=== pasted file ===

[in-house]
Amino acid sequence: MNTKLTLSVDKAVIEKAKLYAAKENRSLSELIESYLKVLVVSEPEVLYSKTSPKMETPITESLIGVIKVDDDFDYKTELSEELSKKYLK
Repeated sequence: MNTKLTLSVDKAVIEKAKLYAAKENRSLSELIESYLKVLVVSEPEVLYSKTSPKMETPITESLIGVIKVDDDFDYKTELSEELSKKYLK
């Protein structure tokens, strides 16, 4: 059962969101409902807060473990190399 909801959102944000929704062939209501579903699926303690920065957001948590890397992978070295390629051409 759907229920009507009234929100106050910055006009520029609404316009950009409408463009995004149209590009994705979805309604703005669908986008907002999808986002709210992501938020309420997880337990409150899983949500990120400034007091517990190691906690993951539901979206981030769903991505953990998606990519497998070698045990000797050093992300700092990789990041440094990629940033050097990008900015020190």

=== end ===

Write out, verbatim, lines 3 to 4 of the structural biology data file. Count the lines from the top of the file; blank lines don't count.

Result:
Repeated sequence: MNTKLTLSVDKAVIEKAKLYAAKENRSLSELIESYLKVLVVSEPEVLYSKTSPKMETPITESLIGVIKVDDDFDYKTELSEELSKKYLK
């Protein structure tokens, strides 16, 4: 059962969101409902807060473990190399 909801959102944000929704062939209501579903699926303690920065957001948590890397992978070295390629051409 759907229920009507009234929100106050910055006009520029609404316009950009409408463009995004149209590009994705979805309604703005669908986008907002999808986002709210992501938020309420997880337990409150899983949500990120400034007091517990190691906690993951539901979206981030769903991505953990998606990519497998070698045990000797050093992300700092990789990041440094990629940033050097990008900015020190």